It seemed like a good idea
by Katie Pearn
If I had to pick one interaction that best summarizes my quarantine experience with two small children and a temporarily unemployed husband, it would be a recent exchange with my five year-old daughter after she had finished a bath.
“Ok honey, it’s time to get your pants on,” I said, in my most patient mommy voice.
“Why?” she retorted without a second thought.
I opened my mouth to give a wise, parental answer; but to my surprise, I took pause. The truth is, the more I thought about it, the less I could convincingly explain why we had to wear pants when we had been stuck in our house for six weeks with no end in sight, and literally nowhere to go. She did not wear pants the rest of the day.
Life with children is challenging, and it’s even more so during a global pandemic when we have to stay in our homes. My husband and I have found that to get through it, we’ve needed to increase our communication, extend frequent grace, show lots of love, and have plenty of humour and creativity.
With this in mind, I would like to share some of the things we have tried to keep our household happy and somewhat sane over our six-week quarantine journey with a five and a three year-old.
Some of these ideas have been fun and enriching, while others were perhaps better in theory than in practice. Our “It seemed like a good idea at the time” experiences:
It’s week two of quarantine and this mom is ready to get things done. My son is now three and everything I have ever read about potty training boys says three is the magic number. It also says that you should attempt it when you have nowhere else to be for a week. In theory there literally could not be a better time to go for it! There is however, one little variable the literature didn’t consider: my son. He has no interest in it whatsoever, and no amount of promised chocolate, TV or praise has been able to convince him that this is as great an idea as mommy thinks it is.
Mommy has been cleaning the floors a lot more than usual, and Daddy finally installed that utility sink Mommy has been asking for all these years.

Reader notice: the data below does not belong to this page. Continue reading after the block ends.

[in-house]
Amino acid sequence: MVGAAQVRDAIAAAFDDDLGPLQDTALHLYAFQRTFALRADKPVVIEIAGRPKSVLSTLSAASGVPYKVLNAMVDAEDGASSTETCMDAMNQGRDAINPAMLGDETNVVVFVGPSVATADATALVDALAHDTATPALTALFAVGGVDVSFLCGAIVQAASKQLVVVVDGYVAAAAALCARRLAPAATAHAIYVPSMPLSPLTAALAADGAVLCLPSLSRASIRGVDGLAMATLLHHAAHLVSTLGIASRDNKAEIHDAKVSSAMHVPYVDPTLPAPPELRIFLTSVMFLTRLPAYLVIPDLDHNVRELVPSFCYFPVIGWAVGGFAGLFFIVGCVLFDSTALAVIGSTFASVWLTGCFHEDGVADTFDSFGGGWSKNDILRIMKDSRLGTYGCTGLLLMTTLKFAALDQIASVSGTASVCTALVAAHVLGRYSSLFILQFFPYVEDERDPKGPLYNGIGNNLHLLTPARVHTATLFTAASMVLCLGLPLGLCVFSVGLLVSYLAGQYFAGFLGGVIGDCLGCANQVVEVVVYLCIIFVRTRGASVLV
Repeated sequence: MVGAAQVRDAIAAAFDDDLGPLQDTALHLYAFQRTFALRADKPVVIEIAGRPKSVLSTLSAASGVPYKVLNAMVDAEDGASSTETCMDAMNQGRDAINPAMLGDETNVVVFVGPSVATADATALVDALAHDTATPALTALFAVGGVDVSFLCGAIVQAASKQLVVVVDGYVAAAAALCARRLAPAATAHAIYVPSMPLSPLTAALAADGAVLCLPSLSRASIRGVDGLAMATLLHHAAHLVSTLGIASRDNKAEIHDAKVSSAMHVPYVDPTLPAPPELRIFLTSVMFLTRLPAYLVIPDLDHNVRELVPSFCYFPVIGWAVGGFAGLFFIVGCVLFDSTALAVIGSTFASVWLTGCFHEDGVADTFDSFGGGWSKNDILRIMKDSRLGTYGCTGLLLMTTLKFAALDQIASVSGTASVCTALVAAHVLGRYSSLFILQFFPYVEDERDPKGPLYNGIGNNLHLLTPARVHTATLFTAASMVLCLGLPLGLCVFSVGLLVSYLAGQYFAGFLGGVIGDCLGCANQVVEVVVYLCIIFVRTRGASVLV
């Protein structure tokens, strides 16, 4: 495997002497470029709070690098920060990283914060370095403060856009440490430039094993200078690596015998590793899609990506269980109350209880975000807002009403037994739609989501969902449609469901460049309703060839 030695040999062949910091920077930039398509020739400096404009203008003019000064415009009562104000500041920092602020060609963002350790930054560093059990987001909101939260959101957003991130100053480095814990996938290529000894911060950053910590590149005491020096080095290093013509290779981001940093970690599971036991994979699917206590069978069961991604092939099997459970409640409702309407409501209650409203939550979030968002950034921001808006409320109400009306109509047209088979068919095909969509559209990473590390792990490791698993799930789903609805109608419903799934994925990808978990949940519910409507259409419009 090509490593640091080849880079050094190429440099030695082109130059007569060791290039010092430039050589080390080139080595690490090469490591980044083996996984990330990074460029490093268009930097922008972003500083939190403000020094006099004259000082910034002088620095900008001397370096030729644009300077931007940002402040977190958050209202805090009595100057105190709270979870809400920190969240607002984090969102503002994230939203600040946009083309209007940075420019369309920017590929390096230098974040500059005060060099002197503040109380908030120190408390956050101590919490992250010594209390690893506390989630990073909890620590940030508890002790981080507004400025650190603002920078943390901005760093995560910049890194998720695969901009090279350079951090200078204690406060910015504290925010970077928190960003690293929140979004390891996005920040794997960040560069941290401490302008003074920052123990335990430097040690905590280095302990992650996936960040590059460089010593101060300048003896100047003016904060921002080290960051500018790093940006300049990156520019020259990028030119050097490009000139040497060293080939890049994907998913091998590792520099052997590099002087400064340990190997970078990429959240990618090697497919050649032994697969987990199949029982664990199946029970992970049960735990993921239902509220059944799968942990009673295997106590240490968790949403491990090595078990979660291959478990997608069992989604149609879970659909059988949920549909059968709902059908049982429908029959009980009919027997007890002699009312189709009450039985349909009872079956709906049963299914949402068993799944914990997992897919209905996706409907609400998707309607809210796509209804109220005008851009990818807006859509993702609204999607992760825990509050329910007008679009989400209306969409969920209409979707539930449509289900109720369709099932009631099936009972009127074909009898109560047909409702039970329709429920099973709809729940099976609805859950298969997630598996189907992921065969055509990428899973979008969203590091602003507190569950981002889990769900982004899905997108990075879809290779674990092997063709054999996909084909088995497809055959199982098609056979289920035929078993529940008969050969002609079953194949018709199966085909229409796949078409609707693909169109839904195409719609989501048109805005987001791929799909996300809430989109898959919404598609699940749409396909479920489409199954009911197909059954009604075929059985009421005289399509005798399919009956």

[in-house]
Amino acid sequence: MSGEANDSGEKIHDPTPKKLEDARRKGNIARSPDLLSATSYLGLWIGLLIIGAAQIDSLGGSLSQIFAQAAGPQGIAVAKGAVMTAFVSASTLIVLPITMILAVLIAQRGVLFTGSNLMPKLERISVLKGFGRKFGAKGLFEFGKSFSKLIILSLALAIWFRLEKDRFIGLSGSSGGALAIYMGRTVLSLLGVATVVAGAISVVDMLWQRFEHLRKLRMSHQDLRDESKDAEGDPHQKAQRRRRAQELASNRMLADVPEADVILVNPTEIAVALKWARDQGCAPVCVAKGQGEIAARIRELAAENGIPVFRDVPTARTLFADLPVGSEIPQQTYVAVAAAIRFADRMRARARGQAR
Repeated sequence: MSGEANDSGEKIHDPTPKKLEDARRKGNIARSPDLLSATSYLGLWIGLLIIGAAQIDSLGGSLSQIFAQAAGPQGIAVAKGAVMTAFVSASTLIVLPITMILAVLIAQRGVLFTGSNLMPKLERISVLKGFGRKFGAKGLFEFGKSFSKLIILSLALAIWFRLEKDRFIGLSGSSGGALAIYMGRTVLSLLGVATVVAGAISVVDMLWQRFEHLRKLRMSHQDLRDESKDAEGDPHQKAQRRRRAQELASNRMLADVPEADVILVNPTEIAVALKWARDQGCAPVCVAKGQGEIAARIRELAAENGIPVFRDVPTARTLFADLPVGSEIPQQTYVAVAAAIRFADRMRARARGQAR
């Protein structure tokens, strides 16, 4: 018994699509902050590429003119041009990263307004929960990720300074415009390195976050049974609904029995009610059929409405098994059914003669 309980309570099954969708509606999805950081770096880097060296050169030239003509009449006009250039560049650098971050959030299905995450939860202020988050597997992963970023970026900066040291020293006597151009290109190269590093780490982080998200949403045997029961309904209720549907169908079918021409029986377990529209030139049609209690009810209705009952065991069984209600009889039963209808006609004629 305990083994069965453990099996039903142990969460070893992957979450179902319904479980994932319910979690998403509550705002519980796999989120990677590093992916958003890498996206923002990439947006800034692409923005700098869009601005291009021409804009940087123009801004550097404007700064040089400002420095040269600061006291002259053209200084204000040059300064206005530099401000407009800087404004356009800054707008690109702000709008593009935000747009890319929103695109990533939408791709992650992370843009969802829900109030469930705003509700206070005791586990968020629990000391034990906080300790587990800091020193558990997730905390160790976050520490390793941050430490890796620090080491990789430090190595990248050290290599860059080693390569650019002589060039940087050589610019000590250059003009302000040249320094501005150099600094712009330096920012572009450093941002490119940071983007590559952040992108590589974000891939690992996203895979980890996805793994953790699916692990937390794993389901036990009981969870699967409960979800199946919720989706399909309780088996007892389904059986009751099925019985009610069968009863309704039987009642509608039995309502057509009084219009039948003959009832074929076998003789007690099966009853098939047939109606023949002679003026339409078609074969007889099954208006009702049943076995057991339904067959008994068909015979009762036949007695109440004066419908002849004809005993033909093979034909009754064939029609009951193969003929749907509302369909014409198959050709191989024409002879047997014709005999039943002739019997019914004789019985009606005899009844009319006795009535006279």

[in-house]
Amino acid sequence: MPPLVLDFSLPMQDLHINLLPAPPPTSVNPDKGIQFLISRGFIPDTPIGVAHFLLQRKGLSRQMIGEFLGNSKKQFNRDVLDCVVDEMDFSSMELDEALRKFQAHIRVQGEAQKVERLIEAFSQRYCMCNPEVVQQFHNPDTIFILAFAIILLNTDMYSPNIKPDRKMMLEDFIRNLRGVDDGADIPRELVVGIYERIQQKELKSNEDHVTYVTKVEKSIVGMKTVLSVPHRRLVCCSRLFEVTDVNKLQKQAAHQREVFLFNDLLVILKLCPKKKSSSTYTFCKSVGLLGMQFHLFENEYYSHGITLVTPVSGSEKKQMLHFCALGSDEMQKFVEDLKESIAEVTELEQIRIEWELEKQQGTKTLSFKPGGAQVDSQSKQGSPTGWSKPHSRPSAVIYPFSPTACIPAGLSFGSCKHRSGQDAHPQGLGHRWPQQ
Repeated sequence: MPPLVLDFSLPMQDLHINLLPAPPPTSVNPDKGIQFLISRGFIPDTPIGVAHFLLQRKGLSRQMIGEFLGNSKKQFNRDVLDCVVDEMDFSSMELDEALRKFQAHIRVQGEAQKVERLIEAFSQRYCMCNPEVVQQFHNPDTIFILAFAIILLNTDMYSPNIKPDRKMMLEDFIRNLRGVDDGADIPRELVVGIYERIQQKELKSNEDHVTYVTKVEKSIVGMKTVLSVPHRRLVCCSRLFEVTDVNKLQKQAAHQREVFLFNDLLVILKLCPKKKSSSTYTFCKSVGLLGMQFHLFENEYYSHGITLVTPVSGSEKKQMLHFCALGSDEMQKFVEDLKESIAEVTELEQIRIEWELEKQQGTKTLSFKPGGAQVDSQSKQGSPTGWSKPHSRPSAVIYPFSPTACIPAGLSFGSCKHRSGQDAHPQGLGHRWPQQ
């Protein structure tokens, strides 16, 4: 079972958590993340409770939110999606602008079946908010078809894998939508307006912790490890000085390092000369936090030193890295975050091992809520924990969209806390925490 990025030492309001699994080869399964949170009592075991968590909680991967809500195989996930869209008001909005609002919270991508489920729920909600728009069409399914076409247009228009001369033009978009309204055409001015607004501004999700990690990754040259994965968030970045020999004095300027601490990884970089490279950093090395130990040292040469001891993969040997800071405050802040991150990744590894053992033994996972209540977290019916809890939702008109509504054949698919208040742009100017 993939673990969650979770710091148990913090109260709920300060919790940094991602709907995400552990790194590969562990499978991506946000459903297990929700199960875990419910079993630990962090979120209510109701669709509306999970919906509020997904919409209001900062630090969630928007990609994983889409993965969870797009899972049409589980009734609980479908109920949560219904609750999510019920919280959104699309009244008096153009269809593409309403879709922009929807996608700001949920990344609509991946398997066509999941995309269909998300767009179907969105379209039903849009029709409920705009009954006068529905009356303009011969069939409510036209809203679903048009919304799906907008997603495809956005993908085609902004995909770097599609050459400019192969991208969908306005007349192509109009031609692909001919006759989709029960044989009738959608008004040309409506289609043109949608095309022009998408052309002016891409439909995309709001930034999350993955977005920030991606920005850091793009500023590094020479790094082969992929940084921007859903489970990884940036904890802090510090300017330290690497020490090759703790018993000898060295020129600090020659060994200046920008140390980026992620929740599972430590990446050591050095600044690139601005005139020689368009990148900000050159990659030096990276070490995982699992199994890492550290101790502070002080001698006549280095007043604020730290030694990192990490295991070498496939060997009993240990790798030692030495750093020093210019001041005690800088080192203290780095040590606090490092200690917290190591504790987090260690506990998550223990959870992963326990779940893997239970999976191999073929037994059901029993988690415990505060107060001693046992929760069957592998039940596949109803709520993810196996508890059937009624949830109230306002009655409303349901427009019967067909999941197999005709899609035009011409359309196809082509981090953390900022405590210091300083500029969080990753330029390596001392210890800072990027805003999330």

Family walks during the months of March and April
One thing we wanted to start doing together was going for family walks after dinner now that we are all home and can eat earlier. Well, Calgary didn’t get the memo about spring, and we have been living in a snow globe for five weeks.
It ended up taking our family twice as long to get everyone out the door as it did to actually walk around the block, so we’ve scrapped that idea until we no longer need snowpants.
Don’t get me wrong, I am all in favour of baking with your kids. It teaches them life skills, practical math, and you all get rewarded with a sweet treat. The problem is when your children want to bake something every day because it is so fun, and you can’t share the baking with anyone because you are self-isolating. Not the best plan when you are trying to reign in your “quaranteating” and trying to not gain the quarantine 15. (Tip: the one thing that has been safe to bake is play dough. Even though my kids still eat it, at least I don’t).
Our “I think these are worth keeping” experiences:
Alternative uses for furniture
Did you know that you can build a jungle gym or an obstacle course out of your couch cushions? Our kids love jumping from cushion to cushion and seeing how fast they can go. When they’re done with that, throw a few blankets on top of those stacked cushions and you have a magical fort that will provide hours of fun. It will also provide hours of cleanup, but it’s worth it.
Daytime bath time
This is probably one of our most successful ideas during this quarantine. We used to reserve bath time for before bed, pre-Corona, but moving it to the afternoon has given us some much-needed space in the day while our son naps and our daughter enjoys her own little world with her toys in the tub.
Many photographers have been going out to neighbourhoods and capturing social-distanced portraits of families outside their homes, often at drastically reduced rates or to support good causes. It’s a great opportunity to get a few nice (or comical should you so choose) family photos to capture this unique time in our history.
It’s been amazing to see how many companies and individuals have creatively migrated their services online. From children’s illustrators giving drawing lessons, to online dance classes, there is so much talent and expertise to be found.
Now I know these experiences are focused on doing things with our children, which is so important, but my husband and I have also learned how important it is that we take time to be with each other, and to spend time alone. We’ve had to figure out the activities that fill us up spiritually, relationally, physically and mentally, and try to prioritize those throughout the week.
We are by no means experts at any of this. Some days, and even weeks are better than others. We, like everyone else, are figuring it out as we go, and doing the best we can with the time we’ve been given. The busyness (usually self-inflicted) of life pre-Corona, has fallen away for our family in this season, and it has helped us find a renewed sense of what is truly important: our relationship with God, with each other and with those we love.
So whether our day has been the “I cleaned the grout in my shower with a toothbrush” level of productivity, or whether we have struggled to get pants on, we are grateful to be walking this new road together.
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